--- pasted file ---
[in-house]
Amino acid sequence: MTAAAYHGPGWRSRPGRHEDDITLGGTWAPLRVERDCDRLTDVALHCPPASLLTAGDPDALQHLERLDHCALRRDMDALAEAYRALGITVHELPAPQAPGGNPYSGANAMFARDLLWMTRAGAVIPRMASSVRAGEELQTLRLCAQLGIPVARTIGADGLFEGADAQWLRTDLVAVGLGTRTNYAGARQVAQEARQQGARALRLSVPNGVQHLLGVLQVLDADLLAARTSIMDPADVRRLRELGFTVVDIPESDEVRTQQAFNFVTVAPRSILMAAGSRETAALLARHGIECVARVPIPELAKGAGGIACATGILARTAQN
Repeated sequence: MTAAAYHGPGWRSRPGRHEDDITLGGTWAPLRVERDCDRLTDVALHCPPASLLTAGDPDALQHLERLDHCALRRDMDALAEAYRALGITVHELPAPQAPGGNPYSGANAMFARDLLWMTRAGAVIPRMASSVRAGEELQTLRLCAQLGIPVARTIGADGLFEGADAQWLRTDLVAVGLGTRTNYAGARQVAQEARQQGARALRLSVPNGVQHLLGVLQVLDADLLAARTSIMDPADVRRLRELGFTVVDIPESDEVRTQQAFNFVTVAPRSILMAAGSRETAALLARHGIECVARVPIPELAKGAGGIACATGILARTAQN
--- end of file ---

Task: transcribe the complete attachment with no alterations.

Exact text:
[in-house]
Amino acid sequence: MTAAAYHGPGWRSRPGRHEDDITLGGTWAPLRVERDCDRLTDVALHCPPASLLTAGDPDALQHLERLDHCALRRDMDALAEAYRALGITVHELPAPQAPGGNPYSGANAMFARDLLWMTRAGAVIPRMASSVRAGEELQTLRLCAQLGIPVARTIGADGLFEGADAQWLRTDLVAVGLGTRTNYAGARQVAQEARQQGARALRLSVPNGVQHLLGVLQVLDADLLAARTSIMDPADVRRLRELGFTVVDIPESDEVRTQQAFNFVTVAPRSILMAAGSRETAALLARHGIECVARVPIPELAKGAGGIACATGILARTAQN
Repeated sequence: MTAAAYHGPGWRSRPGRHEDDITLGGTWAPLRVERDCDRLTDVALHCPPASLLTAGDPDALQHLERLDHCALRRDMDALAEAYRALGITVHELPAPQAPGGNPYSGANAMFARDLLWMTRAGAVIPRMASSVRAGEELQTLRLCAQLGIPVARTIGADGLFEGADAQWLRTDLVAVGLGTRTNYAGARQVAQEARQQGARALRLSVPNGVQHLLGVLQVLDADLLAARTSIMDPADVRRLRELGFTVVDIPESDEVRTQQAFNFVTVAPRSILMAAGSRETAALLARHGIECVARVPIPELAKGAGGIACATGILARTAQN